Trumpslation. The untranslatable Mr Trump

An Italian interpreter takes consecutive notes from Mr Trump (October 2019)

It would be remiss of us to let the pre-eminent moment of Donald J. Trump pass (presuming that it does pass) without a brief look back on some of the hair-pulling episodes of hilarity and frustration he has provided us with over the last four years.

Only last week I read a report about the difficulty of interpreting Mr Trump, particularly for Japanese interpreters. Mr Trump is just too angry and rude to render into Japanese, a cultural context in which emotional outbursts in formal contexts are taboo. It is hard to imagine from a western point of view the severity of the dissonance involved.

I have been looking back over some of the Trumpslation stories of recent years. Here is a selection from three years ago, when there was still general astonishment at Mr Trump’s presidential vernacular:

I am sometimes asked, What should you do as an interpreter when speakers do not observe due decorum? There is no one-size-fits-all solution but I can give examples of such behaviour from my own experience. In one instance, I was interpreting at a sales convention and one of the representatives asked if the supplier could offer special discounts beyond what had already been set out. The supplier, speaking in Spanish, made a remark that went something like “Pues, si no me hacéis bajar los pantalones y enjabonarme…”, resorting to a traditional Iberian figure of speech. All present knew that a joke had been made because the Spanish delegates started laughing. But those listening to my interpretation were waiting for me to tell them what was so funny.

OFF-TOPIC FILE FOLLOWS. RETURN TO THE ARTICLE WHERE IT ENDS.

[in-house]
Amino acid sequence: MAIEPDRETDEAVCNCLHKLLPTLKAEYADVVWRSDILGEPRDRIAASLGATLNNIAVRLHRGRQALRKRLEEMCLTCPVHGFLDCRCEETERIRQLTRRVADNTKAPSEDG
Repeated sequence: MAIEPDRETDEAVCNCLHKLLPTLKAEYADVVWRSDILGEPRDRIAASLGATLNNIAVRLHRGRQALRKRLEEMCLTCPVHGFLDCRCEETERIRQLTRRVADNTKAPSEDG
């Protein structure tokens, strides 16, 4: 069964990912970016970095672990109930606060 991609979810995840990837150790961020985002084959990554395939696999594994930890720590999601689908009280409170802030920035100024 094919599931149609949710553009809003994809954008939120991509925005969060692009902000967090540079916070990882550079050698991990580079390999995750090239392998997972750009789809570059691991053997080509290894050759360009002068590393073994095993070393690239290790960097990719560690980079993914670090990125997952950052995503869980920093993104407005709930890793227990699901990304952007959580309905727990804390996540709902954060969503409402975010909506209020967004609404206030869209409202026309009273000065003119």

What to do?

I could not think of any viable translation on the spot so I moved into the third person and said something like “The speaker has a made rude sexual joke about humiliation”. That was the best I could do at the time. Looking back now, it seems to me that it was sufficient.

This anecdote is an example of the softening that is frequently attested to by interpreters. To avoid overstepping the mark, looking foolish, or worse, interpreters tend to smooth out the wrinkles in the original speech and seek to create a climate of understanding.1 If the speaker is aggressive, the interpreter will soon find themselves between a rock and a hard place. Should you go with the speaker, creating a climate of tension, and risk taking the blame for a breakdown in communication? Or should you soften the blows, rendering insulting intentions in an empathetic tone?

In my view, caution is the better part of valour.

  1. See, for example, Eline Helmer, Smoothening and Softening: The Interpreter as an Everyday Diplomat, 2019.
Publicado en Fun, Interpreting, Profession, Translation | Deja un comentario

Accessible online events